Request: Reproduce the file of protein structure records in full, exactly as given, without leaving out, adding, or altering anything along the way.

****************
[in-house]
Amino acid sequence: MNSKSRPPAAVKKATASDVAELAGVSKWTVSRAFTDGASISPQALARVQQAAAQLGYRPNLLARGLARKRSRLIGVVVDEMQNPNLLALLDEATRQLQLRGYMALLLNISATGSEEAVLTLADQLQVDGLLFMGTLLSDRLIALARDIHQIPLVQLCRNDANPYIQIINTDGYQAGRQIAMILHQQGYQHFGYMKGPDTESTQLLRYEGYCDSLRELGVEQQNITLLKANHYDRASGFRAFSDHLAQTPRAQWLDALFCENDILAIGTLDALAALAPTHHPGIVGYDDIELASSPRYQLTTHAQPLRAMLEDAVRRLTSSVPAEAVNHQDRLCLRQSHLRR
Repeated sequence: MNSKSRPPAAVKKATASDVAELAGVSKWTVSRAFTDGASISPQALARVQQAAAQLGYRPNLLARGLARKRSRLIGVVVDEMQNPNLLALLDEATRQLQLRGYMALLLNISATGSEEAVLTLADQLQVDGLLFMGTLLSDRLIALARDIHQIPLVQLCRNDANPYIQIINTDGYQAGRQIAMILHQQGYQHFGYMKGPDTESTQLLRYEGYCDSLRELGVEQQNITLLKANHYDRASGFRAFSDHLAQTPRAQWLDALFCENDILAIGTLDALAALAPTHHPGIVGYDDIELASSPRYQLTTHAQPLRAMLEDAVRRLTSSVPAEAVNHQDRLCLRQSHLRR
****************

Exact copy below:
[in-house]
Amino acid sequence: MNSKSRPPAAVKKATASDVAELAGVSKWTVSRAFTDGASISPQALARVQQAAAQLGYRPNLLARGLARKRSRLIGVVVDEMQNPNLLALLDEATRQLQLRGYMALLLNISATGSEEAVLTLADQLQVDGLLFMGTLLSDRLIALARDIHQIPLVQLCRNDANPYIQIINTDGYQAGRQIAMILHQQGYQHFGYMKGPDTESTQLLRYEGYCDSLRELGVEQQNITLLKANHYDRASGFRAFSDHLAQTPRAQWLDALFCENDILAIGTLDALAALAPTHHPGIVGYDDIELASSPRYQLTTHAQPLRAMLEDAVRRLTSSVPAEAVNHQDRLCLRQSHLRR
Repeated sequence: MNSKSRPPAAVKKATASDVAELAGVSKWTVSRAFTDGASISPQALARVQQAAAQLGYRPNLLARGLARKRSRLIGVVVDEMQNPNLLALLDEATRQLQLRGYMALLLNISATGSEEAVLTLADQLQVDGLLFMGTLLSDRLIALARDIHQIPLVQLCRNDANPYIQIINTDGYQAGRQIAMILHQQGYQHFGYMKGPDTESTQLLRYEGYCDSLRELGVEQQNITLLKANHYDRASGFRAFSDHLAQTPRAQWLDALFCENDILAIGTLDALAALAPTHHPGIVGYDDIELASSPRYQLTTHAQPLRAMLEDAVRRLTSSVPAEAVNHQDRLCLRQSHLRR